Then, in December, the Italian Prime Minister Matteo Renzi held a referendum on constitutional changes and lost. Both Europhiles and Eurosceptics read the runes. Ukip’s on and off leader Nigel Farage crowed of 2016: “First we had the Brexit deliverance, then the Trump triumph, then the Italian rebellion. Democracy and the rebirth of the nation state!”

As this illustrates, the far-right want you to believe all these results are linked, and that they represent a popular, democratic movement. In the UK at least, the liberal left has drunk the English champagne. Labour is agonising over how to reconnect with “traditional” voters Ukip is apparently so in touch with – which don’t seem to include ethnic minorities, young people and those living in cities. Being “tough on immigration” is the answer to modern woes, and globalisation is a dirty word that can only represent multinational interests and not, say, cheaper food on the table. 

There are debates to be had about globalisation, of course, and the lingering impact of the 2008 financial crash, and the fact wages haven’t risen, and public services have been cut, and that in some northern towns, people from different ethnic backgrounds live segregated lives. But if the first round of the French presidential election can do us one favour, it’s to dispense with the narrative that there is something inevitable about the end of liberalism. 

Emmanuel Macron, an unapologetically pro-EU social, economic and political liberal, led the way in the first round of the French presidential election. The polls put him on course to become President.

If he wins, perhaps it’s time to revisit the narrative of decline. To remind ourselves that Hillary Clinton, now written off, won the popular vote in the United States, and among growing demographics of voters too. That a far-right  Austrian presidential candidate was defeated in 2016. That as recently as March, the Dutch mainstream prevailed against the far-right original Trump, Geert Wilders, and that the left-green leader Jesse Klaver enjoyed a surge instead. And that, although it’s now commonplace to assume Canada is just “nicer” in electing a liberal, Justin Trudeau, his party actually overturned nearly a decade of tar sands Conservative rule.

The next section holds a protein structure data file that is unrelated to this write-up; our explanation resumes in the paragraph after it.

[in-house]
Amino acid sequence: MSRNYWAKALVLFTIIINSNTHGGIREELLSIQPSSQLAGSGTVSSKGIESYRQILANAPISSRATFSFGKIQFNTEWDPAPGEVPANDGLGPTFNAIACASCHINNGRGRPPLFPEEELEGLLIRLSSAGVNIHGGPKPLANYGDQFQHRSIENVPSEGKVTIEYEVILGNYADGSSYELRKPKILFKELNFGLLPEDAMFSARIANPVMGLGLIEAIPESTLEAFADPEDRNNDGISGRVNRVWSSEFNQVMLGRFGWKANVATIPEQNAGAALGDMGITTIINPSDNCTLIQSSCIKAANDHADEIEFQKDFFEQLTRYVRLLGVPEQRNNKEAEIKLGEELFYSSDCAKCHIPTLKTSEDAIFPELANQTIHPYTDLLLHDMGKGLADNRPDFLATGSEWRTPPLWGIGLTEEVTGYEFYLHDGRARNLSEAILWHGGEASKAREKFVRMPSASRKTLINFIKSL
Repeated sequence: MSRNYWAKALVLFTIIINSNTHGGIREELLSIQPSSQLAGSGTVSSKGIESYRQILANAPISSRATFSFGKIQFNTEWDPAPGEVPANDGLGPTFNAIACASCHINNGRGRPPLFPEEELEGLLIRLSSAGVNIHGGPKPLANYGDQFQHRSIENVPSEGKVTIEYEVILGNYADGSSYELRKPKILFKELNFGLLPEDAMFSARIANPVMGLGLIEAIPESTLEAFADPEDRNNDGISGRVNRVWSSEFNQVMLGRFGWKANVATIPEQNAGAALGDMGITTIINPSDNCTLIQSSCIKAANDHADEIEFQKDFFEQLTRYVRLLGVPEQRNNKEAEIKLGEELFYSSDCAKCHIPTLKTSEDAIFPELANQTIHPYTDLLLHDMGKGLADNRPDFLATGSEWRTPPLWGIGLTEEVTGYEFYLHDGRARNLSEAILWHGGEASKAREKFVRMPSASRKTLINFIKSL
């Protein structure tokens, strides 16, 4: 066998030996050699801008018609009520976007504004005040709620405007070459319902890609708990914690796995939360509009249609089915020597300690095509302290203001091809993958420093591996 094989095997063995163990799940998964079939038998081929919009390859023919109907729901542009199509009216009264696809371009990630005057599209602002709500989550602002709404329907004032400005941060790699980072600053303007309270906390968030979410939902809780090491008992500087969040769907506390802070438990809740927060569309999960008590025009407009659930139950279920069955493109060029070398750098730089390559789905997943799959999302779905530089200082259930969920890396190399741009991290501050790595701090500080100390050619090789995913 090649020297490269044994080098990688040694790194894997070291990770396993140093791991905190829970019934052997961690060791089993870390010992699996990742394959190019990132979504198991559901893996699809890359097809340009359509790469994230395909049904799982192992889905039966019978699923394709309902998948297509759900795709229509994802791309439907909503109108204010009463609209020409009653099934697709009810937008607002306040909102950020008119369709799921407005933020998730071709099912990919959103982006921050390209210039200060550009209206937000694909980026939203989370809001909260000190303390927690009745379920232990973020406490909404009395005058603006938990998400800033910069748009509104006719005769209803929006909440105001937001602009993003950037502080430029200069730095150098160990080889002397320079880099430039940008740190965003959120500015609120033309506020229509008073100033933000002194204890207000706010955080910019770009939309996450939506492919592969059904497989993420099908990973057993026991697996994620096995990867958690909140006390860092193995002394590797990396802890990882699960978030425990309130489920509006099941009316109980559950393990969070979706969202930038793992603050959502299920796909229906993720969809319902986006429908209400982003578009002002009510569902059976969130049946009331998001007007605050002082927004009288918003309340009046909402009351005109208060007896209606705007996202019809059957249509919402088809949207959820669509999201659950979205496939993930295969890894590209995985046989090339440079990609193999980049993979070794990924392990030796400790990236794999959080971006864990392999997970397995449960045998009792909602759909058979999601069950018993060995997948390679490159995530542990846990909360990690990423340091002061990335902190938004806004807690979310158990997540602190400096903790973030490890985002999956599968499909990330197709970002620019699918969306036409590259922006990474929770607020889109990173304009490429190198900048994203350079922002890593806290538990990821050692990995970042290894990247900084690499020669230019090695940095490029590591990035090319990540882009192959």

Should liberals start to join these dots, voters should have the right to ask why both Labour and the Conservatives have jumped on the populists' bandwagon so eagerly. Why, among previously economically liberal Conservatives, are Nicky Morgan, Ken Clarke and Anna Soubry left as lone voices on the back benches. And why, in Labour, is patchy research linking depressed wages and immigration now exhalted as long-established fact? 

Liberalism may be out of fashion, but it’s not dead yet, as any of the Tory MPs in south-west marginal seats know too well. By the time Farage’s “independence day” on 24 June arrives, the narrative may have changed again. 

 

Julia Rampen is the digital news editor of the New Statesman (previously editor of The Staggers, The New Statesman's online rolling politics blog). She has also been deputy editor at Mirror Money Online and has worked as a financial journalist for several trade magazines.